Snow blanketing an ugly world

The snow was falling as I switched on the TV to listen to a panel of reputed thinkers in Ontario debating the pros and cons of freezing hospital CEOs’ salaries between $500K • $750K at this time when medical services around the country were being cut to reduce government deficits. A fear was being expressed that these CEOs might flee to the US in search of higher pay if their salaries were capped. I switched channels to watch a campaigning US Republican presidential hopeful proclaiming that medical services available free of government control represent freedom of the individual. I was a bit dumbfounded by these messages and switched the TV off.

Doesn’t the Hippocratic Oath bind those in the medical profession to selfless dedication to the preservation of life? Or has that been replaced by a Hypocrisy Oath? And how the heck can an individual be free down south if he is afflicted with a disease that he can’t afford to pay to get cured of?

I wanted to phone into that TV panel and tell them to please let those CEO’s go south because they were obviously in the wrong jobs. There are lots of skilled CEO material floating around our province with clear consciences, honest motives and fresh perspectives, waiting to take those jobs and willingly settle for the handsome salary of half a million dollars. In fact, I wanted to ask the panel why it was not debating the merits of capping those salaries at $250K – how much money does a person need? And while they were at it, those migratory CEO’s could take the ambitious doctors within our medical profession along with them too– those who had received a subsidized education in this country and were now looking to “maximize their earnings” in southern climes – I did not have confidence that they were healers anymore, gold diggers perhaps. And as for that poor sod on the electoral platform, I hope he doesn’t blow a gasket and find out that his private insurance company does not cover such types of collateral damage, and that he has to cover the exorbitant bills himself. I wondered what platform he might then choose to stand on.

I thought the radio would have more enlightened faire and switched on that device instead, and listened to this academic talking about “creative destruction”; how this phenomenon was the only thing going to sustain our growth and prosperity into the future. The professor went onto profess that generations of miners, factory workers and farmers were not good for growth and that things had to change rapidly in order to create the next platform of innovation. The professor was “tenured,” we were reminded, and thus insulated from this wonderful panacea called “creative destruction.” I wondered how our country would have emerged into the 21st century as a G8 nation if hadn’t been for resources, manufacturing and agriculture. And if we outsourced all this economic activity to China, what the heck were we going to do here? Watch hockey? I switched off the radio and put on the CD player with some classical music – no more voices, I couldn’t bear to hear any more of this talk in which the protected 1% clinically discussed the fate of the other 99%.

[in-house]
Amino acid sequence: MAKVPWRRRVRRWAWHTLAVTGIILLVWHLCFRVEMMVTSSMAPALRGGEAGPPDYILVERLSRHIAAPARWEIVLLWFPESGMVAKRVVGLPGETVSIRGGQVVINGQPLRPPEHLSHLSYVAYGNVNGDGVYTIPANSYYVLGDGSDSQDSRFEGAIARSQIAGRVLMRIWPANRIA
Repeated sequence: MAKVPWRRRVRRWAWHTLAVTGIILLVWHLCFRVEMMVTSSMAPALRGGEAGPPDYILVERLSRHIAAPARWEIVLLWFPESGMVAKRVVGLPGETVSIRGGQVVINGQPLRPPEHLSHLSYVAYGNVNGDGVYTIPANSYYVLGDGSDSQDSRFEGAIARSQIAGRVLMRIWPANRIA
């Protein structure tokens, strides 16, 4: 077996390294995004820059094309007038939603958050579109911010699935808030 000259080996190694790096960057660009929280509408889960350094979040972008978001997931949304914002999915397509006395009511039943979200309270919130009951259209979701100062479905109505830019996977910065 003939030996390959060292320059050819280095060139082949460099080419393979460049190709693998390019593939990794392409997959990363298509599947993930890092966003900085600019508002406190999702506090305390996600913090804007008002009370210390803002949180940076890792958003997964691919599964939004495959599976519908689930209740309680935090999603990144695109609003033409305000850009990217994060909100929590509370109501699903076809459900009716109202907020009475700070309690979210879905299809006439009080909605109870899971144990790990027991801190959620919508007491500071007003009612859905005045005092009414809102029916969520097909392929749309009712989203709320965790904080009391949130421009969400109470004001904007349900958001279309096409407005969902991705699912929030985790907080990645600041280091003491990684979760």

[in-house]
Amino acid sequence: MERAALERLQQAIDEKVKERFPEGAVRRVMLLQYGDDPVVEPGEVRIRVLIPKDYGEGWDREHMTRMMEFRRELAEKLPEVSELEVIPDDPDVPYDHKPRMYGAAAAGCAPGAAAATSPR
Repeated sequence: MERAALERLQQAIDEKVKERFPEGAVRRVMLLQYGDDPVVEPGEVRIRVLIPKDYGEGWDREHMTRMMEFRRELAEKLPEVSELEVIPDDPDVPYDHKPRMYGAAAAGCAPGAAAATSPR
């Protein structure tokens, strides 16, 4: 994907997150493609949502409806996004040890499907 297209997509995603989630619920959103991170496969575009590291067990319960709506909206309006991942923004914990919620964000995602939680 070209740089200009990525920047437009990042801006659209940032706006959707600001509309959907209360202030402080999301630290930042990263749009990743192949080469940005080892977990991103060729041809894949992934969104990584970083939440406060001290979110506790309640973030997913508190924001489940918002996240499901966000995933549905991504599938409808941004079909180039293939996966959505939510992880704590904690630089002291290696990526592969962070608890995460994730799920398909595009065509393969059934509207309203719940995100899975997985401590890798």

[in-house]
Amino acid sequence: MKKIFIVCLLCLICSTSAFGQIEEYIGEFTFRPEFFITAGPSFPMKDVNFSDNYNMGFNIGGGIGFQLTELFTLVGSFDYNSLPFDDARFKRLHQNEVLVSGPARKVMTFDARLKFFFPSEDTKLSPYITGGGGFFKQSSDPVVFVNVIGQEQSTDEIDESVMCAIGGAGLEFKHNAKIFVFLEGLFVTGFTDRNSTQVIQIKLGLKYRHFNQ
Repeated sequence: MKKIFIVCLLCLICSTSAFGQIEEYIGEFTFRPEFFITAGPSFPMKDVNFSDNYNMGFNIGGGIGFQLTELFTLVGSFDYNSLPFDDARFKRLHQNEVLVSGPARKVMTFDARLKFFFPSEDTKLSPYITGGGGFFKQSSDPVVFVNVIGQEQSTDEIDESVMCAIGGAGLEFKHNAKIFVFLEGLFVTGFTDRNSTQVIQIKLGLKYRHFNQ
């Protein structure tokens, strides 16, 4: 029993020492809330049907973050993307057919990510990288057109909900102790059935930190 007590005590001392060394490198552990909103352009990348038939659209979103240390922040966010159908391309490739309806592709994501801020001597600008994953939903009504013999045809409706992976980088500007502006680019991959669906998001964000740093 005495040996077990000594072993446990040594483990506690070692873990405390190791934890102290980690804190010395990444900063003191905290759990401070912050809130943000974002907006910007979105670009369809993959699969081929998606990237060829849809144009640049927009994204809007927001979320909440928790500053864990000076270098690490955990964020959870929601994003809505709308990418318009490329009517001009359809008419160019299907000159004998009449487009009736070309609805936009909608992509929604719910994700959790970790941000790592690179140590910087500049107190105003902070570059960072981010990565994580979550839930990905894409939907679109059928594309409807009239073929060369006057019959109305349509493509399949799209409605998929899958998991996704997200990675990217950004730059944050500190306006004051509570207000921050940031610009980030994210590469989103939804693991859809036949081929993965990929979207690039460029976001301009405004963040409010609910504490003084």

And I looked out at the snow, thick now, a rare storm, making the ground a pristine white, blanketing us with purity. I wanted the snow to last, enveloping us in its virginal innocence even for a few days, before it gave way to shovelling and melting and revealed the ugly world again as it truly was.

2 thoughts on “Snow blanketing an ugly world”

  1. naturally like your website however you need to
    test the spelling on quite a few of your posts. Several of them are rife with spelling problems and I
    to find it very troublesome to tell the reality however I’ll surely come again again.

  2. Hello Sherlyn,
    Thanks for your comment. Glad that you will “come again again” to my blog.
    As for the spelling, please note that I am a Canadian and write in Canadian English, which is a hybrid of English English and American English, so some words may appear different. I have since checked my dictionary and do not find any spelling errors in Canadian English in this blog post. However, we are not infallible and spelling errors can occur, even with the most rigorous proof reading. If there are specific words that you found misspelled, either in this post or in another, please point them out, for I find your generalized statement hard to work from.
    Regards!
    Shane

Leave a Reply to Sherlyn Cancel Reply

Your email address will not be published. Required fields are marked *